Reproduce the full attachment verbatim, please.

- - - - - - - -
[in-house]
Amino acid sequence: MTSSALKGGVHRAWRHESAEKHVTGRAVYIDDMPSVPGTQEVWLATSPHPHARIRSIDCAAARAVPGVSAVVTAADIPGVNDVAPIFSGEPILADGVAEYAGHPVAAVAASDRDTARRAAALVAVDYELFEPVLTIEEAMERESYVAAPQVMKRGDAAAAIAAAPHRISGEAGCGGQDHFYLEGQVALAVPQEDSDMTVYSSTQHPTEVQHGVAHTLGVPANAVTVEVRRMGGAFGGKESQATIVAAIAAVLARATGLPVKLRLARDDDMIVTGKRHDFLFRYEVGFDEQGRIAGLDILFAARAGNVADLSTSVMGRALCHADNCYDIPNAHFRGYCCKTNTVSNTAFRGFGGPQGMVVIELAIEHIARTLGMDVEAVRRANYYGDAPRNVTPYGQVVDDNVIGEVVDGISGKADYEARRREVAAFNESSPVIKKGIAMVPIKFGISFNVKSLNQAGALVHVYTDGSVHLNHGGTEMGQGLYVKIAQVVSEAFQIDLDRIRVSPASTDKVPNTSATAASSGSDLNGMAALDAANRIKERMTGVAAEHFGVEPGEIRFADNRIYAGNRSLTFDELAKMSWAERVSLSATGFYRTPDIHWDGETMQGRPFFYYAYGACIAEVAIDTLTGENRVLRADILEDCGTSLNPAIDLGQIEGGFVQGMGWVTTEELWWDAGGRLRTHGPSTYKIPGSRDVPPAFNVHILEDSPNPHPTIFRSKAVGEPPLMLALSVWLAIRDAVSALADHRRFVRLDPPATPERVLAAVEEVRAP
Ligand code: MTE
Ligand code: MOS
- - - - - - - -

[in-house]
Amino acid sequence: MTSSALKGGVHRAWRHESAEKHVTGRAVYIDDMPSVPGTQEVWLATSPHPHARIRSIDCAAARAVPGVSAVVTAADIPGVNDVAPIFSGEPILADGVAEYAGHPVAAVAASDRDTARRAAALVAVDYELFEPVLTIEEAMERESYVAAPQVMKRGDAAAAIAAAPHRISGEAGCGGQDHFYLEGQVALAVPQEDSDMTVYSSTQHPTEVQHGVAHTLGVPANAVTVEVRRMGGAFGGKESQATIVAAIAAVLARATGLPVKLRLARDDDMIVTGKRHDFLFRYEVGFDEQGRIAGLDILFAARAGNVADLSTSVMGRALCHADNCYDIPNAHFRGYCCKTNTVSNTAFRGFGGPQGMVVIELAIEHIARTLGMDVEAVRRANYYGDAPRNVTPYGQVVDDNVIGEVVDGISGKADYEARRREVAAFNESSPVIKKGIAMVPIKFGISFNVKSLNQAGALVHVYTDGSVHLNHGGTEMGQGLYVKIAQVVSEAFQIDLDRIRVSPASTDKVPNTSATAASSGSDLNGMAALDAANRIKERMTGVAAEHFGVEPGEIRFADNRIYAGNRSLTFDELAKMSWAERVSLSATGFYRTPDIHWDGETMQGRPFFYYAYGACIAEVAIDTLTGENRVLRADILEDCGTSLNPAIDLGQIEGGFVQGMGWVTTEELWWDAGGRLRTHGPSTYKIPGSRDVPPAFNVHILEDSPNPHPTIFRSKAVGEPPLMLALSVWLAIRDAVSALADHRRFVRLDPPATPERVLAAVEEVRAP
Ligand code: MTE
Ligand code: MOS